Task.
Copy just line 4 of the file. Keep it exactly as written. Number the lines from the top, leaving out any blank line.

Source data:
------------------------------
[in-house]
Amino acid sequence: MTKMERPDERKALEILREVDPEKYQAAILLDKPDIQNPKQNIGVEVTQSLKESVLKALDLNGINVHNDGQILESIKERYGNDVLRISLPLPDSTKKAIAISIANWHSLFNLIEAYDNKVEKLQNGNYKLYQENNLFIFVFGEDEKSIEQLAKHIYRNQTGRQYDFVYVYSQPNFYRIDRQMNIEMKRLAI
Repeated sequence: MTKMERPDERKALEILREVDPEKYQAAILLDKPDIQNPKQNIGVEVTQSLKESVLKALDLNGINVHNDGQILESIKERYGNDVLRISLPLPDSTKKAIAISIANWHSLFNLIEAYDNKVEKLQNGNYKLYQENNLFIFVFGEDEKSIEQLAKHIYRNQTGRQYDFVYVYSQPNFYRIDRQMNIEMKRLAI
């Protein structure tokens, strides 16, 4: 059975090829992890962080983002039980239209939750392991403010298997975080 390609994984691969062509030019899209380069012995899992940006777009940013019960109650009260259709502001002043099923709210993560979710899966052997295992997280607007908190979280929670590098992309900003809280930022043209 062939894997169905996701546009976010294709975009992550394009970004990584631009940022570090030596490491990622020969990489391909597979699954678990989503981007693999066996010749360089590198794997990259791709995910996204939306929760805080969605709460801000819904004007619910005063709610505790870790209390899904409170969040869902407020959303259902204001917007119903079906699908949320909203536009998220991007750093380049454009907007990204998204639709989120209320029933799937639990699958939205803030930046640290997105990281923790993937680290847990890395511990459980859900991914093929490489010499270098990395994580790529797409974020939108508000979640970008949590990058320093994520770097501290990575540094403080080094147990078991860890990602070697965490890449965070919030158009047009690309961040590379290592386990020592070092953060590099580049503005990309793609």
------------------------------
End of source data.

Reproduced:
């Protein structure tokens, strides 16, 4: 059975090829992890962080983002039980239209939750392991403010298997975080 390609994984691969062509030019899209380069012995899992940006777009940013019960109650009260259709502001002043099923709210993560979710899966052997295992997280607007908190979280929670590098992309900003809280930022043209 062939894997169905996701546009976010294709975009992550394009970004990584631009940022570090030596490491990622020969990489391909597979699954678990989503981007693999066996010749360089590198794997990259791709995910996204939306929760805080969605709460801000819904004007619910005063709610505790870790209390899904409170969040869902407020959303259902204001917007119903079906699908949320909203536009998220991007750093380049454009907007990204998204639709989120209320029933799937639990699958939205803030930046640290997105990281923790993937680290847990890395511990459980859900991914093929490489010499270098990395994580790529797409974020939108508000979640970008949590990058320093994520770097501290990575540094403080080094147990078991860890990602070697965490890449965070919030158009047009690309961040590379290592386990020592070092953060590099580049503005990309793609």